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CSA Co-Chair Jackie O’Sullivan: Covid has given us an opportunity to change social care

There’s a point in the crisis cycle where your response becomes the ‘new normal’, adrenaline subsides and, whilst you feel absolutely knackered, you are able to reflect on what has passed. For me, this happened last week when I read last week’s Reuters investigation with a growing sense of anger.  How on earth have we got to this?   Up until this point, I hadn’t had time to get angry – I’d been too busy supporting Mencap’s effort to respond to the crisis:  PPE, care act and mental capacity act easements, access to food, support worker recruitment, furloughing… and how to pay for it all with donations falling and many Local Authorities not paying up? 

But now, I’m able to reflect – and there are some pretty ugly truths emerging. How did we end up discharging people infected with Covid into care homes? Almost a dozen people will have been involved in that process – from the doctor signing the discharge paper to the ambulance team transporting them. And almost everyone in that process would know enough about Covid to know what would happen if you put someone with the disease in a building where other vulnerable people live. They are all caring, socially conscious people – so how did that happen?

And the ugliness wasn’t just apparent there. NICE published a Clinical Frailty Scale which seems to penalise people with a learning disability simply because they might need extra support with their shopping. To their credit, they rectified this pretty quickly, but then we saw a spate of letters and phone calls from GPs advising people with a learning disability to agree to a Do Not Attempt Resuscitation Notice. Some even warned that if they went to hospital they wouldn’t be prioritised for a ventilator and risked dying alone – so wouldn’t it be better if they stayed at home to die? One lady agreed to sign, because she didn’t want a stranger giving her ‘mouth to mouth’ (which was how the GP explained it to her) in case she caught coronavirus.       

Ministers and officials have been horrified by this. They have issued strongly worded letters. I’m fairly sure that there isn’t a smoking gun held by someone in Whitehall who has been ordering this to happen. I think it’s more insidious than this – it’s cultural – and we’re all to blame. 

We bought into the idea that we must protect the NHS at all costs. And we have been so hell bent on this that we have jeopardised the very people the NHS exists to protect. Ironically, many of them in that post-war generation which created it in the first place. Did we do this because, deep down, we fear that if we catch Covid and need treatment or a ventilator there might not be one available?   Have we devolved difficult decisions about who does and doesn’t deserve treatment to an institution, knowing that with it would come a risk of bias and prejudice seeping into processes and becoming normalised?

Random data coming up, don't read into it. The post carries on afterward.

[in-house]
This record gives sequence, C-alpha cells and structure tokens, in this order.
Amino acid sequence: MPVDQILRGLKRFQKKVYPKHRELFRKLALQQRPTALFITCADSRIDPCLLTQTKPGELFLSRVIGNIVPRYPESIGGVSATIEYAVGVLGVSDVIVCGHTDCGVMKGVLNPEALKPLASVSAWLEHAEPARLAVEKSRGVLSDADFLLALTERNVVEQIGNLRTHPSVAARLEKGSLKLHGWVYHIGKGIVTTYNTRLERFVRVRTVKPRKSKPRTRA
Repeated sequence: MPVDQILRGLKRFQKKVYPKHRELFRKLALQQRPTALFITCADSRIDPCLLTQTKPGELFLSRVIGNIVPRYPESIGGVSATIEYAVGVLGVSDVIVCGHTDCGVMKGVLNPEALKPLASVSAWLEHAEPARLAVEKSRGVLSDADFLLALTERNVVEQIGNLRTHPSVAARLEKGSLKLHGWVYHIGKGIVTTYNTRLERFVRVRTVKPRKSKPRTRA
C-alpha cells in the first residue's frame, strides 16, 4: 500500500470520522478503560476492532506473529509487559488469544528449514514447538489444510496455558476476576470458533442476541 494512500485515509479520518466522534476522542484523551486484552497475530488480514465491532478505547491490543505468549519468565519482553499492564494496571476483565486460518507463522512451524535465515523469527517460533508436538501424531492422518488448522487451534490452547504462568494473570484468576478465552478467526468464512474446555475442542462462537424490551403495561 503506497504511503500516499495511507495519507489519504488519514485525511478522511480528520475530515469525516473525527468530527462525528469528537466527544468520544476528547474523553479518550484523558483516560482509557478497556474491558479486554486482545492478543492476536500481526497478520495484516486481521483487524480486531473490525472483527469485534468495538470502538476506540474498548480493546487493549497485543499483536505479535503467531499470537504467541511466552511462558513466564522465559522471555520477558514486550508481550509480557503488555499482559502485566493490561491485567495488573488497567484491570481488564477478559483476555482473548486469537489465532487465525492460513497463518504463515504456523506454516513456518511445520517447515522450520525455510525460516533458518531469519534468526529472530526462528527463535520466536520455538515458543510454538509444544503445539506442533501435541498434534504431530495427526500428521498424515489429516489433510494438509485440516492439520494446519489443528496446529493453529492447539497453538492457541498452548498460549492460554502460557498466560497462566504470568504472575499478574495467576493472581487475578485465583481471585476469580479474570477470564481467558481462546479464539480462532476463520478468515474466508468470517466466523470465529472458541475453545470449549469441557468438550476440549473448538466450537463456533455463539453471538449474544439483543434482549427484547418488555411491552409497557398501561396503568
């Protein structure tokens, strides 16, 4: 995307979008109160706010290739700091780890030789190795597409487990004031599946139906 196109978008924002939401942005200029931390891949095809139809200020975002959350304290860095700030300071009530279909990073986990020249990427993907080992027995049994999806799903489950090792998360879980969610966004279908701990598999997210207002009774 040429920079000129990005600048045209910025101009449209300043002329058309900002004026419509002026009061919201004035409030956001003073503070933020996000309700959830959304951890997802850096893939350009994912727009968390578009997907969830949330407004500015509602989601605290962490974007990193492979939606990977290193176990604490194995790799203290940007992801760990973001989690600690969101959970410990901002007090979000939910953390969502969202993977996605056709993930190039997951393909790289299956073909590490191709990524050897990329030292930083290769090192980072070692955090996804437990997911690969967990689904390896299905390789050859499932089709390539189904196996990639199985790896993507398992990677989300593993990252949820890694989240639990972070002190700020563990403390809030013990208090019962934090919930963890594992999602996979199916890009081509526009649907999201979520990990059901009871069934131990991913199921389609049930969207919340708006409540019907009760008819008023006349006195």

Although the ultimate victims of this bias are older people and disabled people, the prejudice really exists towards social care, its workers and its users. As Reuters exposed so clearly, the system is hardwired to prioritise hospitals; care homes are at the very bottom of the pile. We’ve become so used to it, we failed to be as angry as we should have been. Just look at PPE – the NHS requisitioned supplies which were intended for social care settings and there were public outcries when we nearly ran out of gowns.  Contrast this with this situation in care settings where providers are still having to scramble to source supplies which are often overpriced and inadequate (Mencap has spent over £1million on PPE is having to fundraise to cover it). We experienced a similar situation with testing which revealed a lack of understanding within Government about what social care actually is – ‘it’s not just care homes’. Care workers are paid poorly and do not enjoy parity of esteem with their NHS colleagues (just google nurses and then care workers – nurses are angels; support workers are ‘low skilled’). The system of social care is fragmented and fragile – the NHS is strong and has a powerful voice. NHS treatment is ‘free’ at the point of need; social care is not.